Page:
Currently, there are no specific treatments or approaches which prevent multiple organ failure or decrease the extent of organ injury in trauma patients. My research aims to study the use of various compounds. We model the effect of trauma-associated blood loss using rats* and examine what effect, if any, the compounds have on organ injury and dysfunction. This is done by collecting a blood sample, as would be done with humans, and performing different tests. The results of these blood tests give an indicator as to whether organ damage has occurred and if the experimental compound has improved the organ condition; by comparing rats that have been given the compound against those given a placebo.

The organs which I focus on in particular are the liver, kidneys, heart, pancreas and lungs. An interesting finding is that the blood test results in rats subjected to blood loss show a similar pattern to human trauma patients (based on previous research studies). For example, an increase in waste products that would normally be removed in the urine is a sign of kidney damage and has been observed in both rats and humans. This increases our confidence that what is seen in the rat model is also applicable to humans.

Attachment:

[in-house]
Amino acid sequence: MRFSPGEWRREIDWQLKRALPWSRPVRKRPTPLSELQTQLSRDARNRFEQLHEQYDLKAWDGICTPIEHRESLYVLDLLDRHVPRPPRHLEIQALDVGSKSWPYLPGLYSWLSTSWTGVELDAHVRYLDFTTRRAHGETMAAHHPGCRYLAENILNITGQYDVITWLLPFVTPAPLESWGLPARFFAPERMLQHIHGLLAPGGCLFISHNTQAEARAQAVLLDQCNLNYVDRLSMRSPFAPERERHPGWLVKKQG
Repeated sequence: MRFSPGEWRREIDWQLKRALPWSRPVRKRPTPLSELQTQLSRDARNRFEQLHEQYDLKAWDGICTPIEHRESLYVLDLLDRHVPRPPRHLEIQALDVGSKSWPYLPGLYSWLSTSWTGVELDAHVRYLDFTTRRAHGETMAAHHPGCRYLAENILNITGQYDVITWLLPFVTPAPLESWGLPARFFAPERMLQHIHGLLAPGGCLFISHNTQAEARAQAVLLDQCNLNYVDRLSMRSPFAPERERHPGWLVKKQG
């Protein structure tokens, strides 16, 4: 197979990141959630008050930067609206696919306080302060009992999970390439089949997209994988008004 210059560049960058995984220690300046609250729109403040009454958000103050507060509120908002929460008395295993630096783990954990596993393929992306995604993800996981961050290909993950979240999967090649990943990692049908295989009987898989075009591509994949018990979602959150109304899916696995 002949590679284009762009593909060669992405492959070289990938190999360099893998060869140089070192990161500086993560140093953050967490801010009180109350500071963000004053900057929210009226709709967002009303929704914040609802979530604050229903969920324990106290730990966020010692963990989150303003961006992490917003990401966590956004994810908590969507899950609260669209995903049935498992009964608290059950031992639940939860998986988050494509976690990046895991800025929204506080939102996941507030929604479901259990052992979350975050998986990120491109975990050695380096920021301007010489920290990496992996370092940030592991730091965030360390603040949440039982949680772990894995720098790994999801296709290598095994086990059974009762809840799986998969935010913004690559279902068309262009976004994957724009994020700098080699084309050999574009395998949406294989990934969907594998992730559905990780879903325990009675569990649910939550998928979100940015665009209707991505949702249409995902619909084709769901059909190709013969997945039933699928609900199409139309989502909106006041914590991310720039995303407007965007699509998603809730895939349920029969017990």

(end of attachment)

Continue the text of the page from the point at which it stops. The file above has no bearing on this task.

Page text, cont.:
An illustration showing the internals of a human body. Labelled are thyroid, heart, stomach, kidneys, bladder, intestines, liver and lungs

If the results of my experiments demonstrate an improvement in organ function, this can form the basis of future follow-up studies both in rats and humans. This would be exciting to see research being translated from bench to bedside. Whilst it would be extremely difficult to eradicate all trauma-related injuries and deaths, identifying treatments that lower the incidence and severity of multiple organ failure following major blood loss could have a significant global impact on patient prognosis and the allocation of key resources.

* The rats are carefully looked after with a healthy diet, plenty of toys and daily cuddles. The experiment simulates the effects of human blood loss caused by trauma. A small amount of blood is withdrawn from a rat to lower their blood pressure. This lower blood pressure is maintained for a short period of time. The blood is then reinfused back into the rat, like a blood transfusion. The rat is subsequently monitored for any side-effects. The translation in a human would be the length of time taken for the emergency services to arrive and take the person to hospital for treatment.

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Nikita Patel
Full-time PhD Student (Non-clinical) The William Harvey Research Institute, Queen Mary University of London

Nikita Patel